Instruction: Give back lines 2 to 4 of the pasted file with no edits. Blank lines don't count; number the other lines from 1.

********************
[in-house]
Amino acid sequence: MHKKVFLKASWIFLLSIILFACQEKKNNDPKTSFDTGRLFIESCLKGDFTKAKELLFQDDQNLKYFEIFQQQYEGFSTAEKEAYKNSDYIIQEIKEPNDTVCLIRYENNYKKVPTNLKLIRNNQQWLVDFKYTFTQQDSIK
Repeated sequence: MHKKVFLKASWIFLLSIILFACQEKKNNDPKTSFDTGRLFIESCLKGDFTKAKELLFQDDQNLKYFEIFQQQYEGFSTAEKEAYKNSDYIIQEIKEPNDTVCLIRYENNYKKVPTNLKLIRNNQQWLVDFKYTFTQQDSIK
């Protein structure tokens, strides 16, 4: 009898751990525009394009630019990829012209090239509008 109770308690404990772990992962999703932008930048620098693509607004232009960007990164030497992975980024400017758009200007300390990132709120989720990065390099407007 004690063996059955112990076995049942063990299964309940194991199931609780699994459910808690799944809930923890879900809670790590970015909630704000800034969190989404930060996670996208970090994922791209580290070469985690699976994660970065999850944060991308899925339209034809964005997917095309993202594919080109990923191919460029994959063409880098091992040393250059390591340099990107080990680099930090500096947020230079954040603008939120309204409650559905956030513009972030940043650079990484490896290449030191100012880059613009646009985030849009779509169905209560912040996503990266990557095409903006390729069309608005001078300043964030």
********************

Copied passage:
Amino acid sequence: MHKKVFLKASWIFLLSIILFACQEKKNNDPKTSFDTGRLFIESCLKGDFTKAKELLFQDDQNLKYFEIFQQQYEGFSTAEKEAYKNSDYIIQEIKEPNDTVCLIRYENNYKKVPTNLKLIRNNQQWLVDFKYTFTQQDSIK
Repeated sequence: MHKKVFLKASWIFLLSIILFACQEKKNNDPKTSFDTGRLFIESCLKGDFTKAKELLFQDDQNLKYFEIFQQQYEGFSTAEKEAYKNSDYIIQEIKEPNDTVCLIRYENNYKKVPTNLKLIRNNQQWLVDFKYTFTQQDSIK
């Protein structure tokens, strides 16, 4: 009898751990525009394009630019990829012209090239509008 109770308690404990772990992962999703932008930048620098693509607004232009960007990164030497992975980024400017758009200007300390990132709120989720990065390099407007 004690063996059955112990076995049942063990299964309940194991199931609780699994459910808690799944809930923890879900809670790590970015909630704000800034969190989404930060996670996208970090994922791209580290070469985690699976994660970065999850944060991308899925339209034809964005997917095309993202594919080109990923191919460029994959063409880098091992040393250059390591340099990107080990680099930090500096947020230079954040603008939120309204409650559905956030513009972030940043650079990484490896290449030191100012880059613009646009985030849009779509169905209560912040996503990266990557095409903006390729069309608005001078300043964030």